Will defining Brant Street as the spine of the city put some spine in future development thinking?

News 100 blueBy Pepper Parr

June 19th, 2017



When Robert Glover, a professional Architect, Registered Professional Planner and an Urban Designer with over 35 years of professional experience told a public meeting that Brant Street should be seen as the spine of the city – just what did he mean?

Glover was explaining the rationale for locating a proposed 28 storey tower on Brant Street opposite city hall.

Robert GloverWhile he was the planner hired by developer he was asking his audience to look at the bigger picture and decide what they wanted Brant street to become.

Study area 7 All + tall buildingsHe put a large graphic on the screen that showed just where the high rises in the downtown core were located – there were few that were actually on Brant Street – and Glover who has worked as a planner for both the public and the private sector was suggesting that some thinking needed to be done. Much of his work as a planner in the public sector was with the city of Toronto.

Glover is well aware that Burlington is not Toronto and he thinks that Burlington has a charm of its own that can and should be developed.

From civic sq

Will it dwarf city hall or will it add some majesty to Civic Square? Downtown will never be the same – and that is probably good news.

His view is that a 28 storey structure will not hurt or harm the city hall – a high rise, if done properly will enhance the city hall – “place buildings around it that feature city hall and the Civic Square”.

Cities need a structure – a backbone that keeps the city together.

“The backbone gives a body structure, strength – something that other parts of the city can be linked to.

“A spine gives a city a focus – a center and if done properly development can be staged so that the street that serves as the spine does not become a canyon.”

Glover realizes that making that happen is what the delicate art of planning is all about – it needs to be thought through – “they just don’t plop a building into a space because a developer has assembled a number of properties”.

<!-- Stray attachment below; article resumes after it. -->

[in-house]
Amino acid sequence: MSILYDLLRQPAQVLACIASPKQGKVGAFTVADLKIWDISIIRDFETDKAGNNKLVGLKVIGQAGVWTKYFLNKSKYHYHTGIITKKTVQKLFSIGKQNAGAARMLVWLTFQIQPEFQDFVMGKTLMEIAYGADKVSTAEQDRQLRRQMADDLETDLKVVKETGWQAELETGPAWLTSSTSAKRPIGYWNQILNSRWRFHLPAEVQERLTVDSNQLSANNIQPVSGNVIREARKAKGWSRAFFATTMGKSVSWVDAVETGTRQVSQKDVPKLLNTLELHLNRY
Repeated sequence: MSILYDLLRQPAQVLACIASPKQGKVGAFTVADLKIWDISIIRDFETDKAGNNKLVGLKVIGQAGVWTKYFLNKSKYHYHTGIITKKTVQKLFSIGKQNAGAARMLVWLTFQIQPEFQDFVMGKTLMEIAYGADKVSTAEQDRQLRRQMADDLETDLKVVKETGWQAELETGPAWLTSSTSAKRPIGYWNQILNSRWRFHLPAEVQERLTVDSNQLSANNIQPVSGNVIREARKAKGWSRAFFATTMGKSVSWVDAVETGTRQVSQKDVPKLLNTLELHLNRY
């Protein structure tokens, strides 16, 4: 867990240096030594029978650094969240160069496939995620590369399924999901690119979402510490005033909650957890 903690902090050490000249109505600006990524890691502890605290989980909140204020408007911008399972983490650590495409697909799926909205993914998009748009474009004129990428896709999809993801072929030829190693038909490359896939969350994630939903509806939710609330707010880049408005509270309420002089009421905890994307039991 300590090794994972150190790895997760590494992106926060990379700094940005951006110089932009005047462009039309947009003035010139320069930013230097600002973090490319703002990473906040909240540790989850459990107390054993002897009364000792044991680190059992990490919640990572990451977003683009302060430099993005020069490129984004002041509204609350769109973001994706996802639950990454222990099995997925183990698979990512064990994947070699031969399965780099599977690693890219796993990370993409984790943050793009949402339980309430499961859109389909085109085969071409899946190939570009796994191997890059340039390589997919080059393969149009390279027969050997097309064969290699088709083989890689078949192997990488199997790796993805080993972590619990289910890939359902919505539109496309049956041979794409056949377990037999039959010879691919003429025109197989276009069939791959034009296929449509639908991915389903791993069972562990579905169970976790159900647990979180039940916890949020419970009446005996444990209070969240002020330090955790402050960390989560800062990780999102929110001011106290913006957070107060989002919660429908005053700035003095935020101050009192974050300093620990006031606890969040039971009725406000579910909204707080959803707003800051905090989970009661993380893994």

There is a lot of development taking place along Lakeshore Road and south of it.

The impact this has on the feel of the city is critical – Burlingtonians know what their waterfront is about and they aren’t going to give up as much as an inch if they don’t have to.

But what about Brant Street – what works on that street? Not much actually. The Burlington Downtown Business Association continually talk about the “vibrancy” of the street – they seem to feel that if you continually call an area “vibrant” it will become vibrant. It doesn’t work that way.

City Hall itself is no longer an efficient building and doesn’t meet the city’s space requirements – a significant amount of space is rented in the Sims building across the street from city hall.  The politicians love to refer to city hall as an iconic building.

There is a report in a file at city hall that sets out what the city’s office space needs are and it beleived to have some recommendations on what to do with the existing building – doesn’t appear that report is going to get any public attention for some time.  So much for transparency.


It seemed to take forever for this three structure project to get shovels into the ground. When completed it will bring some much needed life to John Street.

The Carriage Gate group is currently constructing the Berkeley at John and Caroline where they have a three part project that includes a future medical centre, a parking lot and 20 storey condominium.

Getting that property to the point where they were able to get a shovel into the ground took a lot longer than they thought – determining who was going to pay for hauling the hydro lineup the street from Lakeshore revealed some bothersome problems with what Burlington Hydro was expecting of developers.

Their proposal for the property opposite city hall forces everyone to look at Brant Street and do some serious thinking about what the planners think it should look like and what the public thinks it should be.

The city’s Tall Building Design Guidelines put in place in January after a rather rushed process with very little in the way of public input.

The public focus is on the waterfront. Few appreciate that the five structure Paradigm project on Fairview will have 2000 residents when it is complete – that’s a small village yards away from Brant Street.